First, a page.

Holy Scripture shows us our own “I,” or the self, in six major forms, namely: self-confidence, a desire to help ourselves, self-seeking, self-will, self-satisfaction, and self-exaltation. All these together may truly be called the “thousand-headed monster,” the “mother of all sin and misery,” the “dark tyrant” Let us consider each of these six forms of the self-life...
It is not enough that we commit ourselves to God; He must also be able to entrust Himself to us. In John 2:24 we are told that “Jesus did not trust Himself unto them, for that He knew all men.” To those who desire only to see and receive, Jesus cannot entrust Himself. Wonder is not the same as faith. When Jacob saw the ladder to heaven he marveled at God’s goodness and holiness, but he did not yet believe in them. To whom can Jesus commit Himself? To those who do not place confidence in themselves. To those who follow Him all the way to the cross, who take their stand beneath the cross, and who no longer seek after gifts and blessings, but who seek Him alone. John was the only disciple who followed Jesus all the way to the cross, and to him the dying Master committed the dearest He had on earth, His mother. We do not realize at all how deeply self-confidence is rooted in our hearts until that which we have consciously or unconsciously relied upon is taken away from us. Do you know why God led the people of Israel out into the wilderness? In order that they might learn to look up and to expect all things from above. In Goshen they had received what they needed from the earth; but now they found themselves in the desert with the dry hot sands under their feet, and they had to say to one another, “If we are to receive help, it must come from above.” And, truly, from above came bread, meat, and even water. “Moses smote the rock and water came forth abundantly.”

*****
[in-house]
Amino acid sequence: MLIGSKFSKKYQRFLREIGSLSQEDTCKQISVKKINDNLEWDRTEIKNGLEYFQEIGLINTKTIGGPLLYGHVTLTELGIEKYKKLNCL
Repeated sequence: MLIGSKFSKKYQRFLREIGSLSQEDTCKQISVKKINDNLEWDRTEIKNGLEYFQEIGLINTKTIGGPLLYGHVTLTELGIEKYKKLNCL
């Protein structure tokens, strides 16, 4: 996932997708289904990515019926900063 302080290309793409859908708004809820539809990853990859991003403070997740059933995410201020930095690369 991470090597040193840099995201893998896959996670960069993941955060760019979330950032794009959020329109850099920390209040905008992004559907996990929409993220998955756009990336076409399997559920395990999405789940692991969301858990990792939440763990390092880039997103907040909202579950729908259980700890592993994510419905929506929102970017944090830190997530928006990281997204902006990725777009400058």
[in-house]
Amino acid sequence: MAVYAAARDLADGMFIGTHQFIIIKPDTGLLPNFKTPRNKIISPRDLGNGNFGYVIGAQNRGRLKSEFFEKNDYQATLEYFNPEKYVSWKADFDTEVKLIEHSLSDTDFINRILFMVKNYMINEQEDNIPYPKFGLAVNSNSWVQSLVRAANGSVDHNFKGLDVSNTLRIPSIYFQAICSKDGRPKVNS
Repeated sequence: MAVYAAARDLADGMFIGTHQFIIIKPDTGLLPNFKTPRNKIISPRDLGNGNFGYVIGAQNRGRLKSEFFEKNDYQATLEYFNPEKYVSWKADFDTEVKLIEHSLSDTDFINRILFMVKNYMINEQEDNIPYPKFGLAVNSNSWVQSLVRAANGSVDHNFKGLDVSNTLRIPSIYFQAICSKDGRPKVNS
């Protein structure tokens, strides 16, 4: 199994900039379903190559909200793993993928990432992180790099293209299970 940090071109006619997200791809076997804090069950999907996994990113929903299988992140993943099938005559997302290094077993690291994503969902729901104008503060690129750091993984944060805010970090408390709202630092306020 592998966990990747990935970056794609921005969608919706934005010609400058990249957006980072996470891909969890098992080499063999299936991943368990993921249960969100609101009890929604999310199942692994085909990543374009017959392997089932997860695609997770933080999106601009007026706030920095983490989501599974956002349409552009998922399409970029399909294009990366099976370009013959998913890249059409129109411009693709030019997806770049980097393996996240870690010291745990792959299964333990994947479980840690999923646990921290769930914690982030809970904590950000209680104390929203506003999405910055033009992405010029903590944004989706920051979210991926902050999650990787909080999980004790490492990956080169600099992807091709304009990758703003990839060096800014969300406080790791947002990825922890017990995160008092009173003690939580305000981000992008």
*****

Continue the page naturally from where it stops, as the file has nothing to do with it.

Thus God takes away all things from under our feet, until we have nothing left but Him. God has always the highest goal in view, namely, to lead us into self-denial. Everything is directed toward teaching us to entrust ourselves to Him. Therefore, we must often suffer defeat. You fight with all your might against sin and find yourself surrounded by the enemy. You pray fervently and sincerely: “O God, help me and stay by me.” But it seems that God does not hear. You cry yet more earnestly for help, but He seems to have no concern for you. Is He then really merciless? No! Just because He is merciful, He cannot help you. If He did, you would not be freed from your selfconfidence; you would not learn to fight the good fight of faith and thus attain the victory which the Master has won; you would not learn to say “Jesus only!” but you would still continue to say “Jesus and I.”
Peter the self-confident could not be saved, in the final analysis, except through a fall. So the Lord led him to the place where another girded him, where he allowed himself to be led, and where he stretched out his hands toward the strong, faithful, gentle shepherdhands of his Master. It is commonly said concerning Jacob that he wrestled with God; but, upon reading Genesis 32, we find that a man wrestled with him. And when Jacob lay upon the ground with a strained thigh, he cried, “I will not let thee go except thou bless me!”
Previously, he had always blessed himself. After Paul had been blind and helpless, he was able to say, “I can do all things.” When he could do no more, he was able to do all.
to be continued....